Drought Timeline. NOAA’s U.S. Drought Monitor shows the gradual progression and intensification of the drought covering much of the USA in this animation. The statistics are interesting: 70% of the lower 48 states are now described as “abnormall dry”, moderate drought impacting 54% of the USA (up from 24% at the start of the water year). Severe drought is impacting over a third of America, up from 15.8% at the start of 2012.

 

 

3 Month Guess (Outlook). CPC, NOAA’s Climate Prediction Center, is forecasting a milder-than-average October thru December for a huge chunk of the USA, drier than average for the Pacific Northwest, wetter across the Gulf coast and southeastern USA (which correlates with an El Nino warming over the central Pacific). Again, buyer beware. Odds favor a mild bias into at least the first half of winter, based on the trends of recent winters, but I sure wouldn’t bet the farm on this. Call me perpetually paranoid, but what’s happening in the Arctic (record melting) may have some blow-back across the lower 48. Hope I’m wrong.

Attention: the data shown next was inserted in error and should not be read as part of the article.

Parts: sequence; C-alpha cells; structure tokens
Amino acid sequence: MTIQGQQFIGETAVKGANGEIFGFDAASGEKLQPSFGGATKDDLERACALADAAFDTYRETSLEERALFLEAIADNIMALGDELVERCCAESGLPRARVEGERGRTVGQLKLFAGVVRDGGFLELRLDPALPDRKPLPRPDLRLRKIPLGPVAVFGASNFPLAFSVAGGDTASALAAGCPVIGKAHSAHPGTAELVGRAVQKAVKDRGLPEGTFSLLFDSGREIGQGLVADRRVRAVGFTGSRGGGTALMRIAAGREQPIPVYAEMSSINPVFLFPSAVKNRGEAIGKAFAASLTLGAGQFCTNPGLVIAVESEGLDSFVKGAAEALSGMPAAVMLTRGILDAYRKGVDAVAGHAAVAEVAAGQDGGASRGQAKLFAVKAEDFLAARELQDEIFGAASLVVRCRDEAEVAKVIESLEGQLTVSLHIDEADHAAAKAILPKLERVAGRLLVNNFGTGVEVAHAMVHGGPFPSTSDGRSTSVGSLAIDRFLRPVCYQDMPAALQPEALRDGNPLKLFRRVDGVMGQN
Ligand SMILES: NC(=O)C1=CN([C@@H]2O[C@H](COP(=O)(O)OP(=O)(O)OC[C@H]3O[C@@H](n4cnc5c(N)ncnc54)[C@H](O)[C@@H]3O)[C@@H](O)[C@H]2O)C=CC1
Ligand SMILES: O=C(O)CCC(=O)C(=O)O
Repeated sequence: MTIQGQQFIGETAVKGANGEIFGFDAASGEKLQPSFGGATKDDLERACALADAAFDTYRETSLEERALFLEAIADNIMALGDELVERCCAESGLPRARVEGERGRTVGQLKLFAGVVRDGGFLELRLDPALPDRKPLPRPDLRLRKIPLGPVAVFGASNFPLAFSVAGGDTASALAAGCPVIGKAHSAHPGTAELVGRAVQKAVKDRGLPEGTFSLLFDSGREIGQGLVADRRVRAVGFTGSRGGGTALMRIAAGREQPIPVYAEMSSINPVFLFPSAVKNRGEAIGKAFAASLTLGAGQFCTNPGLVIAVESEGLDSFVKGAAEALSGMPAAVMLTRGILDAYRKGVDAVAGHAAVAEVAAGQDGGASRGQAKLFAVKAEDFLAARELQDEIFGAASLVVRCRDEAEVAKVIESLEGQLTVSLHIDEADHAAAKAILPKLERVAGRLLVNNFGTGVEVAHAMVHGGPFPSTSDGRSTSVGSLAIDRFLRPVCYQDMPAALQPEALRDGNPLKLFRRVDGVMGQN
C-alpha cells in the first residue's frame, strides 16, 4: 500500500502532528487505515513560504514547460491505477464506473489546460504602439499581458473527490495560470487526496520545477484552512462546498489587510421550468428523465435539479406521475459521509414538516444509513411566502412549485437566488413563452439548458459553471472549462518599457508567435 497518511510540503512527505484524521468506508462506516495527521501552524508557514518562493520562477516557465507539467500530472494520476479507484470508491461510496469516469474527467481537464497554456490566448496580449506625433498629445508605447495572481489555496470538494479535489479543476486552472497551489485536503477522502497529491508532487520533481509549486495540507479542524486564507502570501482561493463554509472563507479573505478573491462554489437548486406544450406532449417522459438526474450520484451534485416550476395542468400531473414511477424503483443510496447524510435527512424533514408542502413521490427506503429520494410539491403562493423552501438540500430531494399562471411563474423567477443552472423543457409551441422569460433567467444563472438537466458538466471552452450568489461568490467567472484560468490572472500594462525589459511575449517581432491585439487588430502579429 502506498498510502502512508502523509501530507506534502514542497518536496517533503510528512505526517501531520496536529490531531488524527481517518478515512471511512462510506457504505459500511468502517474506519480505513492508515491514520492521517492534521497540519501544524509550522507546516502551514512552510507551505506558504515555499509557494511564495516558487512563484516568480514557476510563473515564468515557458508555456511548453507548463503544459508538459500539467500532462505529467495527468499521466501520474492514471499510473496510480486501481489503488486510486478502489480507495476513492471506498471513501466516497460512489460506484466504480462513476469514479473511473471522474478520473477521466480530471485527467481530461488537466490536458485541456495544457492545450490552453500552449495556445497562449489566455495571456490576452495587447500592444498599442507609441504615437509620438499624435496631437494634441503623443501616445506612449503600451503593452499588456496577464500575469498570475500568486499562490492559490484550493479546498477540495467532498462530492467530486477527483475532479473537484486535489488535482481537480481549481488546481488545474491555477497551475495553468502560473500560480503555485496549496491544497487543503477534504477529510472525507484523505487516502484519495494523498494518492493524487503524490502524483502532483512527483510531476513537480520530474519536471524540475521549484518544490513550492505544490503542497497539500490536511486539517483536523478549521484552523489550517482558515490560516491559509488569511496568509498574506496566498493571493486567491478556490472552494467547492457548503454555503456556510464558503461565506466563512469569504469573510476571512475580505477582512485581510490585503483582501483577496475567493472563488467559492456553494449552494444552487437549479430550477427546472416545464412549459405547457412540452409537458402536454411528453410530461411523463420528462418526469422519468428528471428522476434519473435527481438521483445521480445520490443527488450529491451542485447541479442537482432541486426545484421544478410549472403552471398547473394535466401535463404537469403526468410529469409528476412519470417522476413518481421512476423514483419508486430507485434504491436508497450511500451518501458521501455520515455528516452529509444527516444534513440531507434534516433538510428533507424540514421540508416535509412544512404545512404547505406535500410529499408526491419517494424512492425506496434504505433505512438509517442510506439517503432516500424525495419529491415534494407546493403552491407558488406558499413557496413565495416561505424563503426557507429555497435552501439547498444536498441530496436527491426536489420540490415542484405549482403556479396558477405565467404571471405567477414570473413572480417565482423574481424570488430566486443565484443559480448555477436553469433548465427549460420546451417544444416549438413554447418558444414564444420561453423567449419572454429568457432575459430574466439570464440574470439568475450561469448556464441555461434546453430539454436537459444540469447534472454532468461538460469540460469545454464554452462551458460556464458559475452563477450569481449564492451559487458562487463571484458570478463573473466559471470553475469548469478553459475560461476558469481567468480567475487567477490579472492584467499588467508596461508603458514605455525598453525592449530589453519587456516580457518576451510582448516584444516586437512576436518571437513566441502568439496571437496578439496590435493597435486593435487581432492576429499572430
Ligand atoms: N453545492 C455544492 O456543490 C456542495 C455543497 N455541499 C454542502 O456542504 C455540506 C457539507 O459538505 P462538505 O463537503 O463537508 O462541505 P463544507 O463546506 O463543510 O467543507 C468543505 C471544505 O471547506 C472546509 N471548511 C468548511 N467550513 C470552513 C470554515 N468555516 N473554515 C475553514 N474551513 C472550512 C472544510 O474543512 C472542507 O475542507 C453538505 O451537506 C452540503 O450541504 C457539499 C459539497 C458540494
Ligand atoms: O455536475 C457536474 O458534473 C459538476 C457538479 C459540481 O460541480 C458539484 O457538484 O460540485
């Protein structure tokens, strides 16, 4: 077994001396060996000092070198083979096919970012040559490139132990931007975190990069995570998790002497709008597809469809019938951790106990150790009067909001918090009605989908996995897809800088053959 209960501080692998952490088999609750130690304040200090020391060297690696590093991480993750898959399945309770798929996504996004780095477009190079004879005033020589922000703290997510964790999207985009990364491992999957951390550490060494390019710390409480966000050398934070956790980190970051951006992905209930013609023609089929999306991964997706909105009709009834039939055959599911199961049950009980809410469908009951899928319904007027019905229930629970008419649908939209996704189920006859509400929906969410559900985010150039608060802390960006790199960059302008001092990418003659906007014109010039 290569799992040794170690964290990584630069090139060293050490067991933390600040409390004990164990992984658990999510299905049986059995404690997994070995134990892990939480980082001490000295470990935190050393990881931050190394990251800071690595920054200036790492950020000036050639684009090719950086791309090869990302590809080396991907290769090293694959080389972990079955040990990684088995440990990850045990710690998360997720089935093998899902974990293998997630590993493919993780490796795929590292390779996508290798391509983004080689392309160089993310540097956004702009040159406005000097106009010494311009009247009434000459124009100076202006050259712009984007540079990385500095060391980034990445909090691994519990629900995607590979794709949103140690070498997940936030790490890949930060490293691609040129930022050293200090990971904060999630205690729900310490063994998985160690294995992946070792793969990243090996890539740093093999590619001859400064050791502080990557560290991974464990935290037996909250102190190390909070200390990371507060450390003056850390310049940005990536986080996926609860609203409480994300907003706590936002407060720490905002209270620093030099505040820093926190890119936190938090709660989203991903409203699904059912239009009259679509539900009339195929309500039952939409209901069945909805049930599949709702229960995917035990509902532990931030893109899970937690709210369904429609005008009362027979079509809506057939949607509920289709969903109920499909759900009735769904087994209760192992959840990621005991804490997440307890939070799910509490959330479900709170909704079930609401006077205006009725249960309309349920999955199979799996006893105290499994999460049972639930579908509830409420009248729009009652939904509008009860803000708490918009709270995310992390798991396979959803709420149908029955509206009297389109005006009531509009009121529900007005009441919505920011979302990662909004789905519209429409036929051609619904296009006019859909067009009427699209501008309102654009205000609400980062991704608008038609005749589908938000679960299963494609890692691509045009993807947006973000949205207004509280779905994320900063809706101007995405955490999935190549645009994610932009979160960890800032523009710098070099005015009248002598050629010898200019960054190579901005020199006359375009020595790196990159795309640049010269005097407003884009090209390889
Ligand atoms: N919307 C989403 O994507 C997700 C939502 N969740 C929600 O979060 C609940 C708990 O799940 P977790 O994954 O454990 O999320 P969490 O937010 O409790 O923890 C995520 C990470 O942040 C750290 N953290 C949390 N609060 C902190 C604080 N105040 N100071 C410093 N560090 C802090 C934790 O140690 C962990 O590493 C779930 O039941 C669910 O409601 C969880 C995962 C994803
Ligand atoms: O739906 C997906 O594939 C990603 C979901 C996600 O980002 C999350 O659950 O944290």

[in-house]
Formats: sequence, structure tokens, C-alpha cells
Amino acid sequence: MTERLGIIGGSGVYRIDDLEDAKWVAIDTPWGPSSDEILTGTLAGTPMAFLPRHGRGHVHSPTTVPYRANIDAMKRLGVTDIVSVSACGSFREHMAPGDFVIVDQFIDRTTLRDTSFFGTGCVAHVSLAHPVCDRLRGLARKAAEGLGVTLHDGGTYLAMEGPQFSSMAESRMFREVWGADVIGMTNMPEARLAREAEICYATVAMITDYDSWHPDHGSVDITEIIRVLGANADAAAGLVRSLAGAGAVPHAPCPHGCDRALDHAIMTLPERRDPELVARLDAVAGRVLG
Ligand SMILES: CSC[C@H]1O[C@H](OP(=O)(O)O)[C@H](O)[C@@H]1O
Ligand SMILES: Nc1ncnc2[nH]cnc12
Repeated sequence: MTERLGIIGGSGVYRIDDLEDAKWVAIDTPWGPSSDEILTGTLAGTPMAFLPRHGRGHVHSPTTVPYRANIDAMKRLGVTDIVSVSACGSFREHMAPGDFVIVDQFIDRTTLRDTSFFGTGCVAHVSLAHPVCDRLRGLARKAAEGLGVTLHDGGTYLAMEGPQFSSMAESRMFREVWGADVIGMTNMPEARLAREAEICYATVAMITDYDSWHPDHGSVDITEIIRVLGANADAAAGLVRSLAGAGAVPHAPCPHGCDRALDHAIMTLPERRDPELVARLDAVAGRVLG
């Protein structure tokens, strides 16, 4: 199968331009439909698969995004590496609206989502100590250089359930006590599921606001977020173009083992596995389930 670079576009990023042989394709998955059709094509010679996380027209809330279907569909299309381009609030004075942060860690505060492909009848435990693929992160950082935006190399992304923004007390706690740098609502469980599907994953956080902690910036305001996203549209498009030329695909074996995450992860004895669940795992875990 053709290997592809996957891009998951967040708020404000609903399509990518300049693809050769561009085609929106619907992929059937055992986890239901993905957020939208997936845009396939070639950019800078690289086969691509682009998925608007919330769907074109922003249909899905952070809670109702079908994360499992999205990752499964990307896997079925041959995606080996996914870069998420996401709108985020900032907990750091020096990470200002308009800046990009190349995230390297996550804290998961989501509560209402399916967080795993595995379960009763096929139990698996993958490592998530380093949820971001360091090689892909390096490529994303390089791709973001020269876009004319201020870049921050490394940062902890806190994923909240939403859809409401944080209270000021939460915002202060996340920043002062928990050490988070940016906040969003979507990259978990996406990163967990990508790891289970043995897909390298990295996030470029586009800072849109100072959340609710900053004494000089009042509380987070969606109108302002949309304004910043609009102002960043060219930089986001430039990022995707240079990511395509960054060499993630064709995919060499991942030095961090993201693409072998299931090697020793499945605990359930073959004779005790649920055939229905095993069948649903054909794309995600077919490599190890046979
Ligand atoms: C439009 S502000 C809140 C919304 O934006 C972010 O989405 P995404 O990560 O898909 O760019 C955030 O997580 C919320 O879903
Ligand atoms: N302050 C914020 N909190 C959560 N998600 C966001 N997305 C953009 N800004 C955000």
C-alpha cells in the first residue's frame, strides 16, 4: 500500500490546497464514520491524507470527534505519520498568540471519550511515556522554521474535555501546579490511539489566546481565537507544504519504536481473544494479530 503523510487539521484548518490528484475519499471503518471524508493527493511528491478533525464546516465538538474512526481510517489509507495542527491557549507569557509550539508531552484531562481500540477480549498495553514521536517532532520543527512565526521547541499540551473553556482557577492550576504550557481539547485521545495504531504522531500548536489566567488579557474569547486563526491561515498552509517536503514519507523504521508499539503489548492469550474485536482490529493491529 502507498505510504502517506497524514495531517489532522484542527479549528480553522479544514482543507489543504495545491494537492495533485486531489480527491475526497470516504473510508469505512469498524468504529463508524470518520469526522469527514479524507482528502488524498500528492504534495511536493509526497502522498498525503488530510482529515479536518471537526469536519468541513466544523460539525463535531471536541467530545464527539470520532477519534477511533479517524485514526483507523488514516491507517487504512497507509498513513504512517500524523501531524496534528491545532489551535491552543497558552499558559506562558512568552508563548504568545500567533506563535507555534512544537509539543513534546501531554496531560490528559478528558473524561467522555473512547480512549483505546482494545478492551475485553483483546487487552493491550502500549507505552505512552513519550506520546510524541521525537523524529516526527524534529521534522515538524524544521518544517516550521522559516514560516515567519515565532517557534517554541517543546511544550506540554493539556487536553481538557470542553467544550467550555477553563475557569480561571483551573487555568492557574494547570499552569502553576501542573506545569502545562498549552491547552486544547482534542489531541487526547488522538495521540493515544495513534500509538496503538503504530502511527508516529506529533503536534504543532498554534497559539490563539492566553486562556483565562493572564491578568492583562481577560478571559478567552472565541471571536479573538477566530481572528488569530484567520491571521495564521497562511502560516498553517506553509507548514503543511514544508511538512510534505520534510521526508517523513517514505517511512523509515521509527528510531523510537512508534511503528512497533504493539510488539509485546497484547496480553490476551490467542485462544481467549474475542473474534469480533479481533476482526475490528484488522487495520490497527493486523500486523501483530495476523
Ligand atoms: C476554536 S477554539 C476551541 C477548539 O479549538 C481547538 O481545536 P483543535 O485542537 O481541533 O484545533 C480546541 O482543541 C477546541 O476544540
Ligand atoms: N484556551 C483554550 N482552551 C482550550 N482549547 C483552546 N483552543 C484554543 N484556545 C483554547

Looking Ahead. Everyone wants to know what the winter will be like. Me too. Can you tell me where the NASDAQ will be in mid-February? Interest rates in early March? Looking at recent trends this winter should be milder than average, especially factoring in a mild to moderate El Nino warming, but that warming is taking place in the central Pacific, and in previous El Nino’s like this the biggest impacts were over the Pacific Northwest and the southeastern USA, with little impact (cold or warm) on Minnesota and the Midwest. As I’ve been mentioning ad nauseum for days now, the Arctic is a huge wildcard. Record warming has created a semi-permanent bubble of warm high pressure at the top of the world, which may displace the cold “polar vortex” farther south, meaning more bitter swipes extending southward into the USA. The truth: models have some skill out to 15-20 days. Beyond that, forget about it. We can use ocean temperatures as cues, but there is still no reliable way to connect the dots and make a winter prediction with high confidence. Here is Mark Seeley’s take in the latest installment of WeatherTalk: “On Thursday of this week the NOAA Climate Prediction Center issued new seasonal climate outlooks. The temperature outlook for Minnesota favors above normal values over the October-December period. Actually this trend is seen for about 75 percent of the USA based on dynamical models and past trends. Little emphasis is placed on El Nino at the moment because it remains in a neutral state. The precipitation outlooks shows equal chances for above or below normal values over the October-December period across most of the USA except the southeastern and mid-Atlantic states which are expected to see above normal values.”